SCOTT SIMON, HOST:
Pope Francis accepted the resignation of Washington, D.C.'s Cardinal Donald Wuerl over his role in covering up two different church sexual abuse scandals. The first - in Pennsylvania, it was detailed in a 900-page report in August that outlined sexual abuse by priests in six dioceses over which Wuerl presided. He was also accused of covering up allegations against his predecessor, D.C.'s Cardinal Theodore McCarrick, who resigned from the College of Cardinals earlier this year. These are unsettling times for many U.S. Catholics. Noah Chovanec is a young man who grew up in Pennsylvania in one of Donald Wuerl's dioceses and moved to Washington, D.C., this summer. He joins us from Washington, D.C. Thanks so much for being with us.
NOAH CHOVANEC: Yeah, it's good to be here.
SIMON: Tell us about your faith. What's made you a Roman Catholic?
CHOVANEC: Well, up until this point in my life, it's all I had really known as far as religion goes. I believe in most of what I was taught growing up. It always resonated with me, the messages that they present to the congregation. I think that having a faith has made me a better person, and I think it has that effect on a lot of people.
SIMON: How did you feel when you found out, this summer, about the abuse of children that was going on in Pennsylvania not far from places you knew?
CHOVANEC: Yeah, it hurt reading the report because I was reading about these parishes that I went to growing up. I was born in '96, so growing up, you would hear kids joke about, oh, you know, priests molesting kids and whatnot. But I never knew that there was actually a - anything behind that. I just sort of thought it was people making fun of a religion. And then I didn't learn, honestly, until recently that the abuse scandal is something that was real and something that the world has known about since - what? - I think it was the early 2000s, whenever the Boston Globe or whatever that newspaper is broke the story. I didn't know that that was a thing. It wasn't something I'd ever been exposed to, so I wasn't really aware of the fact that this is a problem that was going on in my church. You know, it's unthinkable.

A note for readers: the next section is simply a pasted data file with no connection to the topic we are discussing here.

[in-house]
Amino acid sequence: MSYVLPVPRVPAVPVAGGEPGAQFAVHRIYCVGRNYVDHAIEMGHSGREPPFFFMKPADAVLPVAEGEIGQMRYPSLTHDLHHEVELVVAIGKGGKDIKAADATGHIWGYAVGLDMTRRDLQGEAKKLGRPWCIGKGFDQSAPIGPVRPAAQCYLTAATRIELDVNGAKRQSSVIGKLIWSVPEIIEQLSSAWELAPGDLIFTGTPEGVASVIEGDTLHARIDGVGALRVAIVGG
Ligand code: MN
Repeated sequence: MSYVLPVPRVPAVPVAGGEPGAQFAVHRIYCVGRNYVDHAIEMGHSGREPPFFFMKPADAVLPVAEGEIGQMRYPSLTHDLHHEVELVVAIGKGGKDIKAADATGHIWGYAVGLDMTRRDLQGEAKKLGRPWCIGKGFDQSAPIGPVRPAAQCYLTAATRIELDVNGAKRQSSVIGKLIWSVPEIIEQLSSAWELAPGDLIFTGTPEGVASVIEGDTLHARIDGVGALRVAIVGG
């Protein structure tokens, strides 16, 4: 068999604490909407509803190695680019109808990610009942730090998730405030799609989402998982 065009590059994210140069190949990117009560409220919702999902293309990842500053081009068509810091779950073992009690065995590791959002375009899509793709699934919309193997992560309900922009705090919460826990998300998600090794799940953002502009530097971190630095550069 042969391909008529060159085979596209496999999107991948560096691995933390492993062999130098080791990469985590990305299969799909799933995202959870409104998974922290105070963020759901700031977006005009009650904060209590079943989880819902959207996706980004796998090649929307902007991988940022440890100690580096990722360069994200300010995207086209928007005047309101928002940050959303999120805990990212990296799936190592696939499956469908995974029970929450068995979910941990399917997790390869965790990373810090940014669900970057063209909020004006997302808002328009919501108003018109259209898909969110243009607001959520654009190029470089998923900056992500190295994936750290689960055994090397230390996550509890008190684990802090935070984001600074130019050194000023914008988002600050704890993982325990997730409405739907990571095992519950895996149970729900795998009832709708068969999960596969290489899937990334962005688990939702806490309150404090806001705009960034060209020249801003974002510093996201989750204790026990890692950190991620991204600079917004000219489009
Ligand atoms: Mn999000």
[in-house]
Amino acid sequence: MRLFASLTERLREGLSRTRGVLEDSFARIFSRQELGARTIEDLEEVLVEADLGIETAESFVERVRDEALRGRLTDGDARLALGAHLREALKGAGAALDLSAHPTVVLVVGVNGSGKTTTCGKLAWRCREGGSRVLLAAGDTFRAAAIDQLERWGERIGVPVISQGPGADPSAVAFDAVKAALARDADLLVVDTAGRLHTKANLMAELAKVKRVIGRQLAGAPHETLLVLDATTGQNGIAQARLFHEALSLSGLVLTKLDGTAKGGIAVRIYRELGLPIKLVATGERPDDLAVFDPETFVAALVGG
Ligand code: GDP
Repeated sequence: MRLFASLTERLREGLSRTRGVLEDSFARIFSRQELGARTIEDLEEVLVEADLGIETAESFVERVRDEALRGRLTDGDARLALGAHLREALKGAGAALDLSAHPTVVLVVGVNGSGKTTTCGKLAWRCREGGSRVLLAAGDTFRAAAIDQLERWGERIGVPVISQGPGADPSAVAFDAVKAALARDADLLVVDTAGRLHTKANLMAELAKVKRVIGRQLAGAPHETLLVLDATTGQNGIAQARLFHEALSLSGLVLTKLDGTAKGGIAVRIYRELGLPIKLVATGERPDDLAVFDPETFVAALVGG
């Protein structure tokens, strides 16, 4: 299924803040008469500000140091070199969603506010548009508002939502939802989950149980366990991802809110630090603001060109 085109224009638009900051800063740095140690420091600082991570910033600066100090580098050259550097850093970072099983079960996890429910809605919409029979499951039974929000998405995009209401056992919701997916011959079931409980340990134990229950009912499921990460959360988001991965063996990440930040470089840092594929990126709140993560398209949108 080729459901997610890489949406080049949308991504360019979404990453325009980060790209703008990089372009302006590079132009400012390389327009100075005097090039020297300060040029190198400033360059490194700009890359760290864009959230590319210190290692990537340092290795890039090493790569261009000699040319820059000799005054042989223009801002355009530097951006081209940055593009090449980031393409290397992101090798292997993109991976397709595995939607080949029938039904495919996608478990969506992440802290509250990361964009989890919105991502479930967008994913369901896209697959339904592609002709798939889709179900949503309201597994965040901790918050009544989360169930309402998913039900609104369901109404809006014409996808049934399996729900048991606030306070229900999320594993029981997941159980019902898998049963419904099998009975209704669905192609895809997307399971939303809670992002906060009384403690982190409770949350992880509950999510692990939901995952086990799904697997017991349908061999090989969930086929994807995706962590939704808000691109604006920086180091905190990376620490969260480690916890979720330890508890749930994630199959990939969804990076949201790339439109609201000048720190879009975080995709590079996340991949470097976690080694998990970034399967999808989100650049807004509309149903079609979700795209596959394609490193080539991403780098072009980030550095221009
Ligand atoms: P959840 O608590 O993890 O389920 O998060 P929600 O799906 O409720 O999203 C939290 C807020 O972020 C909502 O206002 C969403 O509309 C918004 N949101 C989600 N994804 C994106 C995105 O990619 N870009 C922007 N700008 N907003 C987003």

SIMON: And it's hurt your faith?
CHOVANEC: I think that's a difficult thing to answer. I will say that it has hurt my faith in the Catholic Church. I don't think it has actually hurt my personal, religious faith. I'm just starting to see less of a connection between what I believe and the teachings of the Catholic Church.
SIMON: May I ask - did you grow up with anyone, do you know anyone who has their own story to tell?
CHOVANEC: No, I do not. Fortunately, nothing like that ever happened to me or anybody I was close with.
SIMON: Do you think the church cared more about itself as an institution and less about the people who had been harmed?
CHOVANEC: It certainly seems like that to me. And that's one of the most disheartening things about it. I do not think that the church leadership has done enough to make up for the release of this abuse. Seeing bishops and people whose names are plastered up on church buildings back in my area, hearing that they spent years pushing this stuff away and covering it all up just to save the good name of the church, I suppose, instead of actually trying to make up for the heartbreaking abuse that was actually occurring - to me, it feels like church leadership was more interested in preserving their own good name than actually addressing the evils that were occurring under their care.
SIMON: Do you still believe in God? Are you a faithful person?
CHOVANEC: I am. And that's what I've been struggling with because the Catholic Churches is all I ever was involved in growing up. So recently, over the past few months, since moving to a new area, since starting a new part of my life and since the breaking of these news stories, I've been exploring other options. I do still believe in God. I still have a faith. I just see much less of a connection between my personal faith and the Catholic Church.
SIMON: Noah Chovanec, now of Washington, D.C., thanks for speaking with us in such a personal way.
CHOVANEC: Yeah, thank you for having me. Transcript provided by NPR, Copyright NPR.